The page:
Tag Archives: office

One Man’s Diagnosis of Biz Caz Blues, Part 5: An Erin Brockovich Situation

“Well,  what is it?” I asked.  “Is it the water here or something in the office air?  Is this some Erin Brockovich shit or something?”

Dr. Susnow explained that he was able to rule out the water and air because two of the six employees who suffered from the same symptoms worked in two different satellite offices.

“I have a theory,” he said, “but it’s only a theory.”  He stopped.

“Well, what is it?” I demanded, growing impatient.

“Hmm, I don’t know if I should tell you because, like I said, it’s only a theory and, really, I need more time to think about it.  Telling you now would be premature.”

“You gotta tell me.  I’m dying here.  I can barely get out of bed in the morning.  I can’t go on like this.  I just can’t.”

“O.K., O.K.  I’ll tell you but this doesn’t go beyond this room.  You must promise met that.  If this theory is true, which I hope it’s not, it will disrupt the entire order of things as they now are.  Do you understand me?”

Who Doesn’t Wear Biz Caz?

Many people believe that the issue of biz caz is simply too general to be the subject of one Web site.  Writing about wearing biz caz is like writing about breathing.  Everyone does it.

Believe it or not, not everyone wears biz caz.  This may be hard for many to accept.  It certainly was for us for a long time.  Everywhere we went the only people we saw were dressed in biz caz.  All of our coworkers and all the other professionals near our downtown offices were in biz caz.  Same with all the other drinkers we saw at happy hours at our favorite after-work bars like Houlihans, Slappy O’Leary’s and the Bull and Bear.  Even the employees of restaurants and retail stores like Starbucks and Best Buy were biz caz clad.

It’s easy for people to grow up believing that everyone wears biz caz.  Well, not everyone does.  We hate to be the ones to break it to you but that’s what we do, we speak the hard truth about biz caz.

Therefore, we are going to begin profiling people who do not wear biz caz as a way of expanding our readers’ horizons.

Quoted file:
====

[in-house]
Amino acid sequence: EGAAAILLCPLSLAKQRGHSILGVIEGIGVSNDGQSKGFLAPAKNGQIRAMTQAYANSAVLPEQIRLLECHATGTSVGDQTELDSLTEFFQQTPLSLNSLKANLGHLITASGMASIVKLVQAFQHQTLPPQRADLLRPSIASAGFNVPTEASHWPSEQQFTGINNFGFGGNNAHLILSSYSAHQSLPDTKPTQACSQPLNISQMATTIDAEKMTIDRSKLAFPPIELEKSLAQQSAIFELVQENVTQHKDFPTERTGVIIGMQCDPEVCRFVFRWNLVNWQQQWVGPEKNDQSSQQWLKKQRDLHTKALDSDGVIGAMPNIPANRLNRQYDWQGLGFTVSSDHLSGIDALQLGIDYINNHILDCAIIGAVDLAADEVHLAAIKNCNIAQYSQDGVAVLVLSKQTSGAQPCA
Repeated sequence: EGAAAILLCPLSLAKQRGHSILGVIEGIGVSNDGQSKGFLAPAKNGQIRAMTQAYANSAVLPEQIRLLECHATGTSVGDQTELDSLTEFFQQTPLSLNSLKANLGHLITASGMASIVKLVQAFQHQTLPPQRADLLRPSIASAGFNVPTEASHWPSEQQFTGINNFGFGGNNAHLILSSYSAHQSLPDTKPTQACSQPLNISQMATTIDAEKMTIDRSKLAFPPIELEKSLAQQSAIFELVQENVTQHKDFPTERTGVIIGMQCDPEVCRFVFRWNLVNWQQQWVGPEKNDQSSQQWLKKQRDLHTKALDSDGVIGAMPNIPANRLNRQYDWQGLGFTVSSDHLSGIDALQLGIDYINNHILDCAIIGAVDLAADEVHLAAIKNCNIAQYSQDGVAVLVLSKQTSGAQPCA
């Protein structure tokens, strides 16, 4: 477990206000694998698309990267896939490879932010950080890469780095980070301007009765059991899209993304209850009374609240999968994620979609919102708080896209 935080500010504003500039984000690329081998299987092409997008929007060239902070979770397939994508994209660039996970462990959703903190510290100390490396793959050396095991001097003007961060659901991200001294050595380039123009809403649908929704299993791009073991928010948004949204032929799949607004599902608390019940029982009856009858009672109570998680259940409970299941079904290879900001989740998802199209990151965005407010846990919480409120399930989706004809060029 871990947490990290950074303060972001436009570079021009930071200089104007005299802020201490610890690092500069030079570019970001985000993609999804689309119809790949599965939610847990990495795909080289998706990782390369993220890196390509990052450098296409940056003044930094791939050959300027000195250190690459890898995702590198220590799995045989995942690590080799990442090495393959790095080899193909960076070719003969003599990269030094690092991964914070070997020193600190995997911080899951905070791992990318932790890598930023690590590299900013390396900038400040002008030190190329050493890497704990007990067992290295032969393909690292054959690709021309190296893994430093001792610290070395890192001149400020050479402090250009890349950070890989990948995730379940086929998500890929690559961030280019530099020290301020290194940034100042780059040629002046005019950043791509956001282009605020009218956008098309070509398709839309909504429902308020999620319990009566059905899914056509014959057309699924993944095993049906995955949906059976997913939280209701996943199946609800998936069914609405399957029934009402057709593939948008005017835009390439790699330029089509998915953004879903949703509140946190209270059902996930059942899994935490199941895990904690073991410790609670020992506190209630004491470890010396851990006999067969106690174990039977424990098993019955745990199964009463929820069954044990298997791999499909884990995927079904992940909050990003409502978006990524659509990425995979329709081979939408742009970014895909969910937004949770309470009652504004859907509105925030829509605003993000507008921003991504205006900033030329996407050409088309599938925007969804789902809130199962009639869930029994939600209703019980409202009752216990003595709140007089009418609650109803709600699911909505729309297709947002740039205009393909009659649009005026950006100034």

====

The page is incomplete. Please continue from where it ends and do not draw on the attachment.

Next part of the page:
First up, Rick Rubin.

 Rick Rubin, an influential music producer who cofounded Def Jam Records, does not wear biz caz.

However, his friend Jay-Z does wear biz caz.  Intersestingly, when Jay-Z wears biz caz no one calls it biz caz.  This is due to the fact that instead of looking like Sean Carter, a mid manager for the past 10 years at Inintech, he is still that Jay-Hova while wearing khaki pants and a striped shirt.  How many of your cubicle-mates can you say that about?

 

One Man’s Diagnosis of Biz Caz Blues, Part 3: Banana Republic in the Rain

The day of my diagnosis I wore a wrinkle resistant Club Room dress shirt that was pale blue with white checks.  The horizontal white lines were slightly bolder than their vertical brethren.  I thought it was an illusion at first but it’s not. 

My pants were black with white pin stripes that were so faint they were barely noticeable.  I was violating a cardinal Biz Caz rule by wearing checks with stripes.  However, I hoped the stripes in my pants were so faint that I could get through  the day undetected.  I hadn’t even noticed them until I put them on in my office. 

I had bought the pants at a Banana Republic one weekday morning after I was caught in a torrential rainstorm that drenched my Banana Republic chinos.  Not wanting to spend the day in wet clothes I made the trip to the Banana Republic that is conveniently and appropriately located at the center of all the downtown office buildings.  The store was crowded for 10:15 a.m.  It was filled with other water-logged office workers.

Happy Jeans Friday

Happy Jeans Friday from all of us at the Biz Caz Blues.  Jeans Friday, of course, is a big day around here.  It really is an amazing concept because you still go to work but it doesn’t feel like work at all because you’re wearing denim pants!  It’s like magic.  Have a wonderful day at work, still working, but not feeling like you’re working.

John Mayer Sings the Biz Caz Blues

We here at The Biz Caz Blues have been inundated with emails from confused and sometimes angry readers who visited our site thinking it is a site about music.  These readers assumed that Biz Caz Blues is a musical genre like the “Mississippi Blues.” 

We’d like to take this moment to clarify that this site is not about music.  It is devoted to studying and, hopefully, remedying the epidemic of depression that comes from wearing business casual that is sweeping the country and moving into other parts of the world.  We apologize for any confusion.

However, these emails did make us think that Biz Caz Blues could also be a musical genre.  We beleive that music may possibly be a powerful and effective method of spreading our important message.